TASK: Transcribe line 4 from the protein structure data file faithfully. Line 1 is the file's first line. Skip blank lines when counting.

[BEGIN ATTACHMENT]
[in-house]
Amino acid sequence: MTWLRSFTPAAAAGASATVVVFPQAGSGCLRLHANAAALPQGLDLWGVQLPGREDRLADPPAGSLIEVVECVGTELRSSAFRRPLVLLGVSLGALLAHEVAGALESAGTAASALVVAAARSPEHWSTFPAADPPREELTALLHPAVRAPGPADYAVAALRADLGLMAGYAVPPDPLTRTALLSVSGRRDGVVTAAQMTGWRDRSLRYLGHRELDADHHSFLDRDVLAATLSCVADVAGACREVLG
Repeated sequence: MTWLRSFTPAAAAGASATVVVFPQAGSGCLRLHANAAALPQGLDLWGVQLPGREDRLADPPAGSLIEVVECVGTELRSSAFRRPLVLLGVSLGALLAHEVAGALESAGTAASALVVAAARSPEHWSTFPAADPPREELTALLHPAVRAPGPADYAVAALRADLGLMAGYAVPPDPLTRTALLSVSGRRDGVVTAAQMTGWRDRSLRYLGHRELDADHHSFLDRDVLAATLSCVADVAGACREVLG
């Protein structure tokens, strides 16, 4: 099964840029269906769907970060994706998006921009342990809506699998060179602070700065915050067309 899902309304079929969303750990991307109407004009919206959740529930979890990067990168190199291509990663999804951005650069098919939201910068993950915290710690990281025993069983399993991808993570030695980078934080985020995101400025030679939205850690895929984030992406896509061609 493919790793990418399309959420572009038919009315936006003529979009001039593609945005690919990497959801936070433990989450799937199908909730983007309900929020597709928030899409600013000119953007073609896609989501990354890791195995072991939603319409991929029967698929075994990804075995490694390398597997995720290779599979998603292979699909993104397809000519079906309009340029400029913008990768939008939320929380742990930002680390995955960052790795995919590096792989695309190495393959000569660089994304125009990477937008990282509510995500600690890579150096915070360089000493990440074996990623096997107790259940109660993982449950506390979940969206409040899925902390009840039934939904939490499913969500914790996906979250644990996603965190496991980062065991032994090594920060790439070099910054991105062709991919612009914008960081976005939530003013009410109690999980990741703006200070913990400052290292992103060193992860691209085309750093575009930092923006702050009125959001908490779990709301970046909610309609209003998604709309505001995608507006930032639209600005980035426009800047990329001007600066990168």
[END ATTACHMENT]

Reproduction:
């Protein structure tokens, strides 16, 4: 099964840029269906769907970060994706998006921009342990809506699998060179602070700065915050067309 899902309304079929969303750990991307109407004009919206959740529930979890990067990168190199291509990663999804951005650069098919939201910068993950915290710690990281025993069983399993991808993570030695980078934080985020995101400025030679939205850690895929984030992406896509061609 493919790793990418399309959420572009038919009315936006003529979009001039593609945005690919990497959801936070433990989450799937199908909730983007309900929020597709928030899409600013000119953007073609896609989501990354890791195995072991939603319409991929029967698929075994990804075995490694390398597997995720290779599979998603292979699909993104397809000519079906309009340029400029913008990768939008939320929380742990930002680390995955960052790795995919590096792989695309190495393959000569660089994304125009990477937008990282509510995500600690890579150096915070360089000493990440074996990623096997107790259940109660993982449950506390979940969206409040899925902390009840039934939904939490499913969500914790996906979250644990996603965190496991980062065991032994090594920060790439070099910054991105062709991919612009914008960081976005939530003013009410109690999980990741703006200070913990400052290292992103060193992860691209085309750093575009930092923006702050009125959001908490779990709301970046909610309609209003998604709309505001995608507006930032639209600005980035426009800047990329001007600066990168």